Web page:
John E. Faraclas testified yesterday that a Hanafi Muslim gunman ordered him to sit by a window in the District Building "so my body body would act as a shield" in case police should fire at his captors.
Faraclas, one of 15 persons taken hostage in the City Council offices last March 9, told a D.C. Superior Court jury that then gunman, later identified as Abdul Munkir, 22, also known as Marquette Anthony Hall, ordered him to get up on a filing cabinet. The filing cabinet was next to a window he said.
"My hands and feet were tied," said Faraclas, who is president of the Restaurant Association of Washington. "I told him I don't think I could get up there.
"He said, 'Get up there anyway.' I used a waste paper basket. I kicked it over and hopped on it. I turned my back to the cabinet, put my elbows on the cabinet and got up on it.
Faraclas said Muzikir ordered a woman hostage to place a chair on the cabinet. He said the chair was wobbly and that gunman then told him to sit on the cabinet.
"He had me face him so my body would act as a shield if anyone fired into that window." Faraclas said.
Faraclas took the witness stand as the trial of 12 Hanafi Muslims resumed on charges of murder, kidnapping and conspiracy in the take-over of the District Building and two other Washington locations from March 9 to March 11.
In all, 149 hostages were taken. More than 100 were captured at the International headquarters of B'nai B'rith, the Jewish service organization, at 1640 Rhode Island Ave. NW. The others were taken at the Islamic Center. 2551 Massachusetts Ave. NW.
Maurice Williams, 24, a reporter for radio station WHUR, was killed at the District Building. Others injured by gunfire there were City Council member Marion S. Barry Jr., Robert J. Pierce, a Council aide, and Mack W. Cantrell, a building guard who died Monday after a heart attack.
Mizikir and Abdul Nuh, 28, also known as Mark E. Gibson, are the only two defendants charged with actual participation in the District Building events.
But all 12 Hanafis are charged with the murder of Williams on the theory that all 12 were acting as part of a conspiracy to force officials to turn over to them five Black Muslims convicted of murdering seven members of the family of Hamaas Abdul Khaalis, 55, alleged leader of the Hanafi group.
The murder charge against all 12 defendants hinges on the conspiracy charge, according to court officials, the conspiracy charge, hinges on evidence that the Hanafi at all three locations acted together.
Faraclas and George W. Porter, an assistant Corporation Counsel who was taken hostage with him, testified yesterday that police in the hallway shouted telephone numbers to Muzikir and Nuh and asked for the telephone in the office where he was in return.
"The police were pretty clear that they wanted (Muzikir and Nuh) to have these numbers, and they did mention that (the other Hanafis) were at other buildings, and that their leader was at the other building," Faraclas said.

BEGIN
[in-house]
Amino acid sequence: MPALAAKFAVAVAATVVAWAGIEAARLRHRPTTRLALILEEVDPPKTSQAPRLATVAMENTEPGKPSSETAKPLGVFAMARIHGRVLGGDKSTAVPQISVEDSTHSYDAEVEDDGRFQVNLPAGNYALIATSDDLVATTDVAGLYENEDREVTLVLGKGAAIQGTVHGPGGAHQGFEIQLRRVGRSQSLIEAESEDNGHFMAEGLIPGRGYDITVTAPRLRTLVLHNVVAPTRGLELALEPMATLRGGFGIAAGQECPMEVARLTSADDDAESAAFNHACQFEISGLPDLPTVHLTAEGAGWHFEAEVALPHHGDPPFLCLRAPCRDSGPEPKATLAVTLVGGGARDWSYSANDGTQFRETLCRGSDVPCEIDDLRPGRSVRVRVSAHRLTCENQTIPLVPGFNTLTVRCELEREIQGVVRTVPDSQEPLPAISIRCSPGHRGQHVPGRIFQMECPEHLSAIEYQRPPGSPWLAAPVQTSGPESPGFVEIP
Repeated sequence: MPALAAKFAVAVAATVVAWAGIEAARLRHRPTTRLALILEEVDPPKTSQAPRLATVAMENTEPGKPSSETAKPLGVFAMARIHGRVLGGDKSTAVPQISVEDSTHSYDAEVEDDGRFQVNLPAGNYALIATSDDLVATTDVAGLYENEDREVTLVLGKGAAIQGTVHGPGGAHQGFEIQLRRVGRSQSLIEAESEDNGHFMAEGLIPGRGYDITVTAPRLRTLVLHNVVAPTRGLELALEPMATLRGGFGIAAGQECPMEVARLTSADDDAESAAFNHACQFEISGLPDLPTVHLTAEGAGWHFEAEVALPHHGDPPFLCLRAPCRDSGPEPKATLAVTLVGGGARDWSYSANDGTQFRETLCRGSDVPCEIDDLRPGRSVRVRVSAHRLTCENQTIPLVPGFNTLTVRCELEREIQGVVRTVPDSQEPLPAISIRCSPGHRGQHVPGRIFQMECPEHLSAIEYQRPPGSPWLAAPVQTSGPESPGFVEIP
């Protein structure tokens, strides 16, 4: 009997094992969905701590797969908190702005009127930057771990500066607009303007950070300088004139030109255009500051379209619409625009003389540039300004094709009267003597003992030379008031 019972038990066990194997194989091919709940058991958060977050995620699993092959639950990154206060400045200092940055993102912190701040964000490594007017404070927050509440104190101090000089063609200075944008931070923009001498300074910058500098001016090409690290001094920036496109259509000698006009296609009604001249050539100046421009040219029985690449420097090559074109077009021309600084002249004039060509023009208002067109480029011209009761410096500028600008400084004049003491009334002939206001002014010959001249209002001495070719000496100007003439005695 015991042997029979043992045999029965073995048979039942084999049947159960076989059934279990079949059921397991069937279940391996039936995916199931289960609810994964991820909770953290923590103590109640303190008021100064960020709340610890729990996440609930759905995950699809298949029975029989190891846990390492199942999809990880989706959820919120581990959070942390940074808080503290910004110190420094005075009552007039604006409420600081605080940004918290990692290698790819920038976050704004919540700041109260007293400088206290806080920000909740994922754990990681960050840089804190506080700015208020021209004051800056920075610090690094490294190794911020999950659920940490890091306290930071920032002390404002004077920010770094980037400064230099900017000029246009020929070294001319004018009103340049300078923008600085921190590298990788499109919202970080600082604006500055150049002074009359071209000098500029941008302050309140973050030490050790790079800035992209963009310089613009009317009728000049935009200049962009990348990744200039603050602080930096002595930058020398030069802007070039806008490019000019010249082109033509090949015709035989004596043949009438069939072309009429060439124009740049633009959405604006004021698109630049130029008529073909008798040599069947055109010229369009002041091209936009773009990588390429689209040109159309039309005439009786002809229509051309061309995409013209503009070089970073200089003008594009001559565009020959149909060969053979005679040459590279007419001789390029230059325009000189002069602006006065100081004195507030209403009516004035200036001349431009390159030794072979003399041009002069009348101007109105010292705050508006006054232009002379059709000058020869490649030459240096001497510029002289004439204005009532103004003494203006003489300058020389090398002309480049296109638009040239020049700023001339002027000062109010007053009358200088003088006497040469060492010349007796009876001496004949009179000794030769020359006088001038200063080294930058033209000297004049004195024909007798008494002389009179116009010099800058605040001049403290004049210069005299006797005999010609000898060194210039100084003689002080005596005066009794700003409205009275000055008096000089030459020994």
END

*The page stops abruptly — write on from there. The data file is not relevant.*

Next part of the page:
Prosecutors have previously introduced notes written by the Hanafis at the District Building bearing the telephone numbers of the Islamic Center and the B'nai B'rith building, where Khaalis allegedly led the take-over in person.
Porter testified that he heard police tell the District Building Hanafis that "the people at B'nai B'rith want to talk to you."
He said Abdul Nuh answered the telephone on several occasions and said, "Yes, Hamaas," to whoever was calling. Faraclas said Muzikir referred to Khaalis as his "father" many times during the siege. On cross-examination by Harry T. Alexander, a former Superior Court judge who is Khaalis' attorney, Faraclas said he had told police that Muzikir referred to himself as the "the son of Khaalis."
Earlier yesterday defense attorneys agreed that Abdu Nuh's fingerprints had been found on a knife seized by police from a U-Haul truck used by the Hanafis to transport a small arsenal of weapons to B'nai B'rith headquarters.
In another development Raymond S. Voorhees, a Metropolitan Police Department firearms specialist, testified that missiles removed from the bodies of Williams, Barry and Pierce were all double-o buckshot. This is the same kind of ammunition that was seized at the District Building when the siege there ended.
Voorhees came to court with a piece of cardboard that the prosecution proposes to enter into evidence. It shows the dispersion of buckshot fired from the type of weapon allegedly used by Muzikir compared to another shotgun at different ranges.
At the request of Assistant U.S. Attorney Martin J. Linsky, one of the prosecutors, Voorchees demonstrated that a silver dollar would just about cover the shot pattern made at a range of two yards.
Last week Dr. Robert John Neviaser, an orthopedic surgeon, testified that the wounds in the arm and back of Pierce, who is now paralyzed from the waist down, about the size of a silver dollar.